Reclaiming Foggy Bottom: Tsipis

The long journey back for GW women’s basketball has begun.

Nine years on the coaching staff at the University of Notre Dame, four years as the associate head coach, NCAA tournament bids in all nine seasons, five Sweet Sixteen appearances and back-to-back trips to the National Championship game – that’s the experience first year head coach Jonathan Tsipis brings to Foggy Bottom this season. And that’s why he’s in charge of the journey.

It’s a resume that invokes experience, consistency and winning. It’s a position of distinction and excellence that was undoubtedly hard to leave behind. But as Tsipis will tell you, that’s in the past now. Everyone – including his team and himself – has a clean slate now. He doesn’t want the players to think about last year’s mistakes or how things used to be done. This is his team now.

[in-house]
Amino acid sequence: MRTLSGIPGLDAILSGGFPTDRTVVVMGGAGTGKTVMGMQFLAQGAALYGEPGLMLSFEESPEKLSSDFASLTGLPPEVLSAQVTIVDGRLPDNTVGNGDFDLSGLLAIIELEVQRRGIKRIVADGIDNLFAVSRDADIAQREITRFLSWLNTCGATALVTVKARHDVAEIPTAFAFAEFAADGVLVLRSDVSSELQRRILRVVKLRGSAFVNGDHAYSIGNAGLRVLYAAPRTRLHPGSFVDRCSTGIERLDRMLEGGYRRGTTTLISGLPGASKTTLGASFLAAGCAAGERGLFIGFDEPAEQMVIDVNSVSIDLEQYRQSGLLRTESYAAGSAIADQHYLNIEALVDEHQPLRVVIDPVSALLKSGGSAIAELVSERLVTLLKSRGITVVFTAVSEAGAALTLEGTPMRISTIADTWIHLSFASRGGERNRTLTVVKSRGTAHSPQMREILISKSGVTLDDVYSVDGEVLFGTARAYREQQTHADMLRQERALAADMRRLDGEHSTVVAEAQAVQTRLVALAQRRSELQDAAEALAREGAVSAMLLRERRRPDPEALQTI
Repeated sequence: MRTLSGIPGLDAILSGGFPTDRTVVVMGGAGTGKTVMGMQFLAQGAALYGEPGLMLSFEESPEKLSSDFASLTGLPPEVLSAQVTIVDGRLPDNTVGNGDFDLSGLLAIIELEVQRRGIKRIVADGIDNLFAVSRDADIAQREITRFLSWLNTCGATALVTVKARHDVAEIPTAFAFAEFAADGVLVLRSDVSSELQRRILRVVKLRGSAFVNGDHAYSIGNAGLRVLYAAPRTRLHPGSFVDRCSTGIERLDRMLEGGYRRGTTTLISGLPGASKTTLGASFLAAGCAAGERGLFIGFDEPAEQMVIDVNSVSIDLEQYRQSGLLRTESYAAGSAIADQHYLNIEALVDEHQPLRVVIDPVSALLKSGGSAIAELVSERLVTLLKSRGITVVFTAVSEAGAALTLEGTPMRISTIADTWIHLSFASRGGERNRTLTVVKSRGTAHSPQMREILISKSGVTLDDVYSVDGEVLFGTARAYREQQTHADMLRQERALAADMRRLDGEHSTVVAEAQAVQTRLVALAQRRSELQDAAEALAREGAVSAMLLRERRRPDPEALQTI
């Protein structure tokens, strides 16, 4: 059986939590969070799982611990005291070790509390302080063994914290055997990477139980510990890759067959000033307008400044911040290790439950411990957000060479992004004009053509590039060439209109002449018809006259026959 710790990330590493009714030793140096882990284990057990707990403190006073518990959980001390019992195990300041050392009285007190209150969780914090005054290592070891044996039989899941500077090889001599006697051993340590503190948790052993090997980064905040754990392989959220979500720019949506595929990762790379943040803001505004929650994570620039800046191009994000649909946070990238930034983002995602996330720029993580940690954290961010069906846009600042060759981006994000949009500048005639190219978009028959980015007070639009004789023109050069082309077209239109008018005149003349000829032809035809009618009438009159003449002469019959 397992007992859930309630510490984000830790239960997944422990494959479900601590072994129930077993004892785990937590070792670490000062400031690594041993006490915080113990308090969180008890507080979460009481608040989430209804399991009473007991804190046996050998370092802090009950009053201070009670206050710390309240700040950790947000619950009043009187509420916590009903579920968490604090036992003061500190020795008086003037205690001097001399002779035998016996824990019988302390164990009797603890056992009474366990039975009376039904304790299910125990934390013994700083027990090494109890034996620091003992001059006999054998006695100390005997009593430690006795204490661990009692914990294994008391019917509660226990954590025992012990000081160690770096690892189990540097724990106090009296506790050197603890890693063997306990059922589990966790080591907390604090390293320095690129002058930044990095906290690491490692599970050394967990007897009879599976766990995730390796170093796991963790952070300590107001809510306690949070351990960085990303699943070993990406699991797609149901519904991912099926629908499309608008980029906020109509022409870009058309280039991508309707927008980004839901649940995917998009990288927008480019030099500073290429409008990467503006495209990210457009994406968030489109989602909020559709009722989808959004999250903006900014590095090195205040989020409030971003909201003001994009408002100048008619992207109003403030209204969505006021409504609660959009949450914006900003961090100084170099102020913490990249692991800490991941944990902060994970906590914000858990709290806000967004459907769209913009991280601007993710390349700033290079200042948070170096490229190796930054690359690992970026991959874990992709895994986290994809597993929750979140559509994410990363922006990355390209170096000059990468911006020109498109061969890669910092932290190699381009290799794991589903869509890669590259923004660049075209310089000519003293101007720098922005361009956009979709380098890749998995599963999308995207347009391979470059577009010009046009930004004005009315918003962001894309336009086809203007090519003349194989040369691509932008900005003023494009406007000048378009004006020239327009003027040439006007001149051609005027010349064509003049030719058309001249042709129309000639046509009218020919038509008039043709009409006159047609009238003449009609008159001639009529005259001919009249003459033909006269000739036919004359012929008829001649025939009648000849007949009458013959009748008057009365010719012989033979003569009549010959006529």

“It’s going to be a team that has my sort of enthusiasm and power, and as a guy who wears my emotions on my sleeve, I just want our kids to play with that same sort of enthusiasm,” Tsipis said.

Coming into the 2012 season, Tsipis is staring at a mountain of challenges. He’ll be tasked with returning the program to its former heights – the seasons under former head coach Joe McKeown, who brought the Colonials to multiple top 10 rankings, three Sweet 16 appearances and a trip to the Elite 8 in 1997.

In the immediate future, though, the challenge will first be to bring his new program to an inherited team made up of three fifth-year seniors and three traditional seniors.

The Colonials will draw from the offensive game plans Tsipis helped institute at Notre Dame, he said, and their course of action will revolve around an up-tempo style of play at both ends of the court.

“Personally, I like to play fast; I like to score a lot and get out in transition,” Tsipis said. “So we’ve really tried to build that mind-set and play off of that. That being said, that’s kind of my challenge – to put that together with the current players we have and be able to look at their strengths and how we’ll utilize those.”